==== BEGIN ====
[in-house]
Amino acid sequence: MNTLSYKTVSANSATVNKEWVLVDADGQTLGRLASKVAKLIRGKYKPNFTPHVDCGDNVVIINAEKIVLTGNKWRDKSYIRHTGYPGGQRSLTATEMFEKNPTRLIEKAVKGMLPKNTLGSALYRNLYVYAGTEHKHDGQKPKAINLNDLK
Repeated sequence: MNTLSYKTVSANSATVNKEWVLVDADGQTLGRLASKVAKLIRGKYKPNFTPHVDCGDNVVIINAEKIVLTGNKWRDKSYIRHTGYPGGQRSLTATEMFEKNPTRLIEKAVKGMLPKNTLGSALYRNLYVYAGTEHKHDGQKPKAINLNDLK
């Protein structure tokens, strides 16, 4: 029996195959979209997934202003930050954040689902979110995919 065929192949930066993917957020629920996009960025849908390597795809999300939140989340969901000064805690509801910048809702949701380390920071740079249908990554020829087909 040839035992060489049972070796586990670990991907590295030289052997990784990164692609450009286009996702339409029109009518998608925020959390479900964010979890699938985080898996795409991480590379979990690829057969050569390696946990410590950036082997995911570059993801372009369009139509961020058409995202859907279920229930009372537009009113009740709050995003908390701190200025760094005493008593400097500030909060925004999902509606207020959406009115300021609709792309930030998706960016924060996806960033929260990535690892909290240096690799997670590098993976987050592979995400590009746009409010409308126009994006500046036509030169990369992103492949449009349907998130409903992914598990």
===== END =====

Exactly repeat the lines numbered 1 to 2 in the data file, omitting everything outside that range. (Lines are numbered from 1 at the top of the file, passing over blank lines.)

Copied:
[in-house]
Amino acid sequence: MNTLSYKTVSANSATVNKEWVLVDADGQTLGRLASKVAKLIRGKYKPNFTPHVDCGDNVVIINAEKIVLTGNKWRDKSYIRHTGYPGGQRSLTATEMFEKNPTRLIEKAVKGMLPKNTLGSALYRNLYVYAGTEHKHDGQKPKAINLNDLK